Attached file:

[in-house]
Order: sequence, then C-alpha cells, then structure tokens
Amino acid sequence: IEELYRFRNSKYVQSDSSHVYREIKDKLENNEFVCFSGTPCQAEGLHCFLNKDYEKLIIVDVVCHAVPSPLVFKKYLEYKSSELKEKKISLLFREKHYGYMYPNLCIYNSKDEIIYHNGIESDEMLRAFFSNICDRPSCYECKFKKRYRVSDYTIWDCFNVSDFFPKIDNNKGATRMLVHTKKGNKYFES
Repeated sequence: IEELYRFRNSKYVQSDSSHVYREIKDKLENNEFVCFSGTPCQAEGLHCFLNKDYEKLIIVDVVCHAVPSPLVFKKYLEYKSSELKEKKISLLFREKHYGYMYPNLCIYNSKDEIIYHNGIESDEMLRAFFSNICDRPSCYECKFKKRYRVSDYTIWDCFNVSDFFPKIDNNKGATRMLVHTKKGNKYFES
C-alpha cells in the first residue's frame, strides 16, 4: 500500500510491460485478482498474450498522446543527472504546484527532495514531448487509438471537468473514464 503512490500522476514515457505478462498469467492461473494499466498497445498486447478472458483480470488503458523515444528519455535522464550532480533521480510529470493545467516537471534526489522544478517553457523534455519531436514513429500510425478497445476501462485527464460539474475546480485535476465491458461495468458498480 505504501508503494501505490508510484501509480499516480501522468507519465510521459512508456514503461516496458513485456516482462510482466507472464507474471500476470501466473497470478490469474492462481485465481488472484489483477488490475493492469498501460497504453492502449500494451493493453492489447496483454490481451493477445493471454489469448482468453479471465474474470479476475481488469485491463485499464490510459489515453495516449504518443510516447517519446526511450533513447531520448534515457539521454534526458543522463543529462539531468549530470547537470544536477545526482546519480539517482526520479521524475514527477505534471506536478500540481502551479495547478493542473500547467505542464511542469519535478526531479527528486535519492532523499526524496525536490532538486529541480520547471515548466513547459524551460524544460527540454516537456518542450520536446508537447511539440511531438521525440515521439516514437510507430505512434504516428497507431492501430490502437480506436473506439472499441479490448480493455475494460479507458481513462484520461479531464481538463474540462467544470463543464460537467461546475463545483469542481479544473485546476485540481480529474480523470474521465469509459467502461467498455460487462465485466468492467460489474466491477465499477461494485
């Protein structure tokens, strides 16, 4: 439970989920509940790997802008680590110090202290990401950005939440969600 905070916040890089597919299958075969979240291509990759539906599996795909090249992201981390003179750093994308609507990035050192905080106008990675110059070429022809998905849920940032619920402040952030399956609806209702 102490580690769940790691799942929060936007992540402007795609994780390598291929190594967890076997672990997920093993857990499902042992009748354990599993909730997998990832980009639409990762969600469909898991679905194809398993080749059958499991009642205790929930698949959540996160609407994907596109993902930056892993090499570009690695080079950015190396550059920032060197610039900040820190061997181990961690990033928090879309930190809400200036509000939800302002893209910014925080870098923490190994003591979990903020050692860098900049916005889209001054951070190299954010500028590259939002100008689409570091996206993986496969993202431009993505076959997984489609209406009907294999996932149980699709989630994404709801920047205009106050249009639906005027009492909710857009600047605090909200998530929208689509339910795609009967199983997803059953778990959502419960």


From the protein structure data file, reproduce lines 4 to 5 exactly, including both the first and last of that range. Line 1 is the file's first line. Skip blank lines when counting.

Repeated sequence: IEELYRFRNSKYVQSDSSHVYREIKDKLENNEFVCFSGTPCQAEGLHCFLNKDYEKLIIVDVVCHAVPSPLVFKKYLEYKSSELKEKKISLLFREKHYGYMYPNLCIYNSKDEIIYHNGIESDEMLRAFFSNICDRPSCYECKFKKRYRVSDYTIWDCFNVSDFFPKIDNNKGATRMLVHTKKGNKYFES
C-alpha cells in the first residue's frame, strides 16, 4: 500500500510491460485478482498474450498522446543527472504546484527532495514531448487509438471537468473514464 503512490500522476514515457505478462498469467492461473494499466498497445498486447478472458483480470488503458523515444528519455535522464550532480533521480510529470493545467516537471534526489522544478517553457523534455519531436514513429500510425478497445476501462485527464460539474475546480485535476465491458461495468458498480 505504501508503494501505490508510484501509480499516480501522468507519465510521459512508456514503461516496458513485456516482462510482466507472464507474471500476470501466473497470478490469474492462481485465481488472484489483477488490475493492469498501460497504453492502449500494451493493453492489447496483454490481451493477445493471454489469448482468453479471465474474470479476475481488469485491463485499464490510459489515453495516449504518443510516447517519446526511450533513447531520448534515457539521454534526458543522463543529462539531468549530470547537470544536477545526482546519480539517482526520479521524475514527477505534471506536478500540481502551479495547478493542473500547467505542464511542469519535478526531479527528486535519492532523499526524496525536490532538486529541480520547471515548466513547459524551460524544460527540454516537456518542450520536446508537447511539440511531438521525440515521439516514437510507430505512434504516428497507431492501430490502437480506436473506439472499441479490448480493455475494460479507458481513462484520461479531464481538463474540462467544470463543464460537467461546475463545483469542481479544473485546476485540481480529474480523470474521465469509459467502461467498455460487462465485466468492467460489474466491477465499477461494485